In Tibetan Buddhism, images and representations of Padmapani and Vajrapani can be found in thangkas (religious paintings), sculptures, and other forms of religious art. Devotees often turn to these bodhisattvas for inspiration and guidance on their spiritual journey.

Vajrapāṇi (Sanskrit; Pali: Vajirapāṇi, meaning “Vajra in [his] hand”) is one of the earliest-appearing bodhisattvas in Mahayana Buddhism. He is the protector and guide of Gautama Buddha, and he rose to symbolize the Buddha’s power.

Vajrapāni is extensively represented in Buddhist iconography as one of the earliest three protective deities, or bodhisattvas, surrounding the Buddha.

Padmapani and Vajrapani – The Iconic Paintings of Ajanta Caves

Each of them symbolizes one of the Buddha’s virtues: Manjushri manifests all the Buddhas’ wisdom, Avalokiteśvara manifests all the Buddhas’ immense compassion, and Vajrapāni protects Buddha and manifests all the Buddhas’ power as well as the power of all five tathāgatas (Buddhahood of the rank of Buddha).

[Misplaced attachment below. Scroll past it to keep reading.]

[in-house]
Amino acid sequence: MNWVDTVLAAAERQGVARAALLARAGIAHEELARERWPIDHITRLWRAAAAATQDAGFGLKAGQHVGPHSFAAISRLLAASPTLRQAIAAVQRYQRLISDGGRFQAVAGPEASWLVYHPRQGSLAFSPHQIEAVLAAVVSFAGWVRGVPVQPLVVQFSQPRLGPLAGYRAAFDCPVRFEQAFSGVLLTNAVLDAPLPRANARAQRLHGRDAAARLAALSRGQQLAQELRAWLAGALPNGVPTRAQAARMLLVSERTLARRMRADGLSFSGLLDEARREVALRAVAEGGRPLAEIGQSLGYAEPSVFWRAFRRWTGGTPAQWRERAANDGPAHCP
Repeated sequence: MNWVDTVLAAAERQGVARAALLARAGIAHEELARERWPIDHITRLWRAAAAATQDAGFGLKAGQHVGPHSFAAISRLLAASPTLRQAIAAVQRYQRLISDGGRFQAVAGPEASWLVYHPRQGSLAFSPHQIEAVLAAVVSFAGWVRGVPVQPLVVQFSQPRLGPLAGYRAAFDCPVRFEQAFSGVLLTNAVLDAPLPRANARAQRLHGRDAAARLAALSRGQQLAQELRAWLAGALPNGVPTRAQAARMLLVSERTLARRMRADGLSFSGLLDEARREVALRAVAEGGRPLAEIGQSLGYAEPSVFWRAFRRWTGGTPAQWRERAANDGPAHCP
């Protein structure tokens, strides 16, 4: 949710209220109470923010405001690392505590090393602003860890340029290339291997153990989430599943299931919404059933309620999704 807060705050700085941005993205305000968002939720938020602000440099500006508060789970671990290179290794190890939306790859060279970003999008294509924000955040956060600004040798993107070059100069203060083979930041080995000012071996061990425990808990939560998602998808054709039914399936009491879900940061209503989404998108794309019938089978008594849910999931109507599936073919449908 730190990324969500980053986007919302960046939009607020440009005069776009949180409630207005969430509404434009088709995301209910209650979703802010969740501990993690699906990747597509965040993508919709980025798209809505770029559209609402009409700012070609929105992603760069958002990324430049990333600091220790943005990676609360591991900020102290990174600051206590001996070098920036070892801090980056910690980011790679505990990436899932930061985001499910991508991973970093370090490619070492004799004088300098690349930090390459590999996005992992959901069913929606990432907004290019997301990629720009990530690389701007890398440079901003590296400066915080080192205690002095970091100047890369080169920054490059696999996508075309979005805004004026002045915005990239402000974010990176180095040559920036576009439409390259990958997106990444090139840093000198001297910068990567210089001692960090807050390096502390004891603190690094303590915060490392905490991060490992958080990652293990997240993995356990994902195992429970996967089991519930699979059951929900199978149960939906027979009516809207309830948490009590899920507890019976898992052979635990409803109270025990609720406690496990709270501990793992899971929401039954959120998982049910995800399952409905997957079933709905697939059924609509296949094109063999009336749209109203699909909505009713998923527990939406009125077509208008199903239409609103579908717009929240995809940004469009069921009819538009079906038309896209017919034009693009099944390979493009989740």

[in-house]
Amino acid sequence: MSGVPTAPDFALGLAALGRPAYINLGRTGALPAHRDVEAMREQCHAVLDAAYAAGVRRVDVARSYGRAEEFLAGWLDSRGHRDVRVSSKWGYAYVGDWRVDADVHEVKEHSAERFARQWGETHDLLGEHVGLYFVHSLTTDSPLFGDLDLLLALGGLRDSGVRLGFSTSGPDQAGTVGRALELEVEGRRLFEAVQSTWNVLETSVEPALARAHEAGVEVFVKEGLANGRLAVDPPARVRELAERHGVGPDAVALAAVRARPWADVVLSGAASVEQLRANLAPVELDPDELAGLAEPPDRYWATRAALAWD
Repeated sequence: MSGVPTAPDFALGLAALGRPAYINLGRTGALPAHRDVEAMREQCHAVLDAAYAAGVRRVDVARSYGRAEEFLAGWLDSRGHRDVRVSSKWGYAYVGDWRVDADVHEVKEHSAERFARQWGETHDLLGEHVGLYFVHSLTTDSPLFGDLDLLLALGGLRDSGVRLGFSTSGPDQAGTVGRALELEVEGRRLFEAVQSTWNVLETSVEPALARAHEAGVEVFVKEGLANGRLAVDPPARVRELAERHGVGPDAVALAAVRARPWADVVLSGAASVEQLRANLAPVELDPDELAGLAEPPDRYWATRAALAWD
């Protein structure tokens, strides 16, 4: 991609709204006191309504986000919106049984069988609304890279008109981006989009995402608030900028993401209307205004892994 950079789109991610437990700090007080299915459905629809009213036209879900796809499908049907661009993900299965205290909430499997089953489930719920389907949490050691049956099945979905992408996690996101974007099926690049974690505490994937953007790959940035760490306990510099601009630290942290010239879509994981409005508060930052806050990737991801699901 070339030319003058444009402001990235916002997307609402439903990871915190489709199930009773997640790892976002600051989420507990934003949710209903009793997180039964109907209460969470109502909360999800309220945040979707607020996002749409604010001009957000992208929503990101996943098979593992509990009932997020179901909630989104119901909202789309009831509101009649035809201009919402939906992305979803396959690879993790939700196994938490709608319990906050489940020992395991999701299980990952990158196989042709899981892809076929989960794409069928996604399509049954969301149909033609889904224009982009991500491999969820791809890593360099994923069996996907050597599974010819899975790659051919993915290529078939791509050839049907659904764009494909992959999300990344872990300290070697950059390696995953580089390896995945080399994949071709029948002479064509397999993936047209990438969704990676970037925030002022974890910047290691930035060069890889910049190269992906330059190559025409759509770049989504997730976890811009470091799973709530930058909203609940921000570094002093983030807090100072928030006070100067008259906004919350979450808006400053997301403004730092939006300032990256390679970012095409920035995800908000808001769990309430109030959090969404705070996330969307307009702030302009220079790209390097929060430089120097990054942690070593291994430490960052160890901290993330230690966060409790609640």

Vajrapāni is one of the earliest Dharmapalas of Mahayana Buddhism and also appears as a deity in the Pali Canon of the Theravada school. He is worshiped in the Shaolin Monastery, in Tibetan Buddhism, and in Pure Land Buddhism (where he is known as Mahasthamaprapta and forms a triad with Amitābha and Avalokiteśvara).

Manifestations of Vajrapāni can also be found in many Buddhist temples in China, Taiwan, and Japan as Dharma protectors guarding monasteries and temple gates. Vajrapāni is also associated with Acala, where he is serenaded as the holder of the vajra.

Ajanta Caves in Maharashtra

Ajanta Caves in Maharashtra have been on our journey bucket list ceaselessly, but we didn’t have the ability to make time. However, endurance brings good issues, they are saying. We last visited Ajanta and Ellora Caves earlier this year. Our expertise was overwhelming, and months after the go-to, we nonetheless pinch ourselves to test if our tour was actual.